“Cloud computing” and “cloud-based applications” continue to provide many significant benefits to corporate-level digital activities. Transferring computational and even software needs online in “the cloud” offers companies many cost and operational benefits. Businesses that use cloud computing can achieve their computational needs online without needing to purchase hardware. Often, that cloud-based computational power exceeds what they could afford if they had to buy their own equipment.
At the same time, could-based storage and applications mean that executives and employees no longer have to retrieve data or work on only one machine at a home office. The data and software are always available online, provided staff has the right equipment and clearance to access it.
However, with these tangible work and cost benefits come new concerns such as security.
IT Experts Are Worried About Cyber Security
The ease of access to online data or applications also means that while staff can access their data or software anywhere, potentially from any online-enabled device, this also raises the possibility that criminals can too. Cloud-based storage and computing require extra cyber security considerations, but in a survey conducted across 1500 IT personnel by the Ponemon Institute, 60% of IT and security leaders lacked confidence in their organization’s ability to correctly handle the extra requirements of cyber security that cloud-based operations require. 59% of respondents cited account takeover or credential/ID theft as the top cyber security risk.
Many IT personnel are finding that traditional legacy security methods such as a single-password system are no longer sufficient to enforce modern security needs, especially now that multiple devices can access the same account. New protocols, such as Zero Trust Network Access, employ newer safeguards, such as multifactor authentication, that add extra, more secure levels of access and, in some cases, eliminate the need for passwords entirely, using biometrics, passkey systems, and other mechanisms that don’t require a user to memorize something to get access to an account or data.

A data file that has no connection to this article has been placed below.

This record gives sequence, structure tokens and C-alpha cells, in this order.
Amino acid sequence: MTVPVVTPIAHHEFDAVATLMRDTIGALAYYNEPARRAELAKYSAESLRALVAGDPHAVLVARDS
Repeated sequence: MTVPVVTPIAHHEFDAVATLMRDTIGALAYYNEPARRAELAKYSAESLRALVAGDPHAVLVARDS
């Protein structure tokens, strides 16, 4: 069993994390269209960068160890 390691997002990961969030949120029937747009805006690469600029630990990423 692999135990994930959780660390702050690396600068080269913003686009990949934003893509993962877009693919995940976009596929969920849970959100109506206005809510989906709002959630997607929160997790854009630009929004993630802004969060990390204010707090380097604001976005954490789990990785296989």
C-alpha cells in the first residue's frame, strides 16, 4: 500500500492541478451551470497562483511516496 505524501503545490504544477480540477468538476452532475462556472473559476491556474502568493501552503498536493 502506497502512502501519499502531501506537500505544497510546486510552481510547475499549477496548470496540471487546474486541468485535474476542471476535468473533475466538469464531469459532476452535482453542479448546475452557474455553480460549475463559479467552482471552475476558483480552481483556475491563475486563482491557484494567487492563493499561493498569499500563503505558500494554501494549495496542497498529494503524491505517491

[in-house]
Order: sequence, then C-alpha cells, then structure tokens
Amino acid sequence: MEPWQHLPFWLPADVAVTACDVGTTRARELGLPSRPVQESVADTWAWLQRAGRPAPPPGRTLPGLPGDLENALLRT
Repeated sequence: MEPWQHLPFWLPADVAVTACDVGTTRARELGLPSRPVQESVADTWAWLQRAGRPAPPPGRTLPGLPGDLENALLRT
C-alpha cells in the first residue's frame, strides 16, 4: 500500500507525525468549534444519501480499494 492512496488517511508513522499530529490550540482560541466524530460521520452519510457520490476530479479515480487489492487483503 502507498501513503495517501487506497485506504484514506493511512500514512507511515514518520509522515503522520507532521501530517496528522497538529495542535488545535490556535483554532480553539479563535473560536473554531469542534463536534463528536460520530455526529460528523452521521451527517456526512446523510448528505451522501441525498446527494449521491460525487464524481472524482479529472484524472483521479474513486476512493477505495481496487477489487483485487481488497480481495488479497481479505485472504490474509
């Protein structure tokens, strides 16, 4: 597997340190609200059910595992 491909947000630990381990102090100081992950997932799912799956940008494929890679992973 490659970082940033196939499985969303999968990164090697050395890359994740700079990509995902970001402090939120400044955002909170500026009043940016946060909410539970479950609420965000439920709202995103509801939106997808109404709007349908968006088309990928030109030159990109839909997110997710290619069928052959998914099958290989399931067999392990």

A More Secure Future
As more operations shift to a cloud-based architecture, organizations must accompany this shift with an appropriate reinforcement of cyber security. New multifactor security concepts can do away with the vulnerability of a single-password system and eliminate the inconvenience of a long string of alphanumeric characters to try to offset that vulnerability. Groups like the Fast Identity Online Alliance or FIDO are helping to standardize this transition and make it easier and more interoperable for enterprises to get there. If you’re interested in using the FIDO protocol and moving to a passwordless authentication system, read here to learn more.